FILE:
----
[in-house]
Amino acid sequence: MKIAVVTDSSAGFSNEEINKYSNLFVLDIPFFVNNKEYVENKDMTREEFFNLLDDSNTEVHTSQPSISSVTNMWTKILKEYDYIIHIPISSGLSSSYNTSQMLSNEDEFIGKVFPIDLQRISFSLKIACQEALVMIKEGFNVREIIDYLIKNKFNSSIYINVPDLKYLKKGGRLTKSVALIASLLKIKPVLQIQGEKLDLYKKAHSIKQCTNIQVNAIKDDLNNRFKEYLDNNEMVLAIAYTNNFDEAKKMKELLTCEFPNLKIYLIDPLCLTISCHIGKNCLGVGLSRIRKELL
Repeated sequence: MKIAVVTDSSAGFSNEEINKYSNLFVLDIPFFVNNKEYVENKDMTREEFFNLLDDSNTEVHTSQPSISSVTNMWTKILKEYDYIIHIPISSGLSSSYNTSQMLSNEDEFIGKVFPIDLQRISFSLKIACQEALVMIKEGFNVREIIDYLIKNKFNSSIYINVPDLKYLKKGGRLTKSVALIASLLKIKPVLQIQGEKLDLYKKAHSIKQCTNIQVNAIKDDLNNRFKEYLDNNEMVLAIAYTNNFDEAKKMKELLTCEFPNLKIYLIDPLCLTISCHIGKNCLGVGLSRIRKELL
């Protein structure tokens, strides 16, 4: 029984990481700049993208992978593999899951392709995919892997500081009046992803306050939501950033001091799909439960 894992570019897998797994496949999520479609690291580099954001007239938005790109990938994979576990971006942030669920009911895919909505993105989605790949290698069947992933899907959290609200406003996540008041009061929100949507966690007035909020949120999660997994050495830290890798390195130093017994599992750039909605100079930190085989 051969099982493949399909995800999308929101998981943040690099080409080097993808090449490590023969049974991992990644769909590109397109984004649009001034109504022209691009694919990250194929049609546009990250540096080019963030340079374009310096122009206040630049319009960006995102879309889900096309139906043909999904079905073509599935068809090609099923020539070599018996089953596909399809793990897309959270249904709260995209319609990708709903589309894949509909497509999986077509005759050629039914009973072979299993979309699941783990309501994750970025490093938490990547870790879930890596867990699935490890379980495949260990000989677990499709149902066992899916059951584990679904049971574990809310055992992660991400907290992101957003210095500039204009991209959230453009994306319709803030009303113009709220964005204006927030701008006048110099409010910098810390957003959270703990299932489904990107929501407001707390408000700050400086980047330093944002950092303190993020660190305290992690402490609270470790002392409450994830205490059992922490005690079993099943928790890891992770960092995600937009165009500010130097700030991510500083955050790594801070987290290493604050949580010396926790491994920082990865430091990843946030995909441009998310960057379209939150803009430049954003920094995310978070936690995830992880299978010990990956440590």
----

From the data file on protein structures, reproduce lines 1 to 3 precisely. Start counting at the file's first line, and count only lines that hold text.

[in-house]
Amino acid sequence: MKIAVVTDSSAGFSNEEINKYSNLFVLDIPFFVNNKEYVENKDMTREEFFNLLDDSNTEVHTSQPSISSVTNMWTKILKEYDYIIHIPISSGLSSSYNTSQMLSNEDEFIGKVFPIDLQRISFSLKIACQEALVMIKEGFNVREIIDYLIKNKFNSSIYINVPDLKYLKKGGRLTKSVALIASLLKIKPVLQIQGEKLDLYKKAHSIKQCTNIQVNAIKDDLNNRFKEYLDNNEMVLAIAYTNNFDEAKKMKELLTCEFPNLKIYLIDPLCLTISCHIGKNCLGVGLSRIRKELL
Repeated sequence: MKIAVVTDSSAGFSNEEINKYSNLFVLDIPFFVNNKEYVENKDMTREEFFNLLDDSNTEVHTSQPSISSVTNMWTKILKEYDYIIHIPISSGLSSSYNTSQMLSNEDEFIGKVFPIDLQRISFSLKIACQEALVMIKEGFNVREIIDYLIKNKFNSSIYINVPDLKYLKKGGRLTKSVALIASLLKIKPVLQIQGEKLDLYKKAHSIKQCTNIQVNAIKDDLNNRFKEYLDNNEMVLAIAYTNNFDEAKKMKELLTCEFPNLKIYLIDPLCLTISCHIGKNCLGVGLSRIRKELL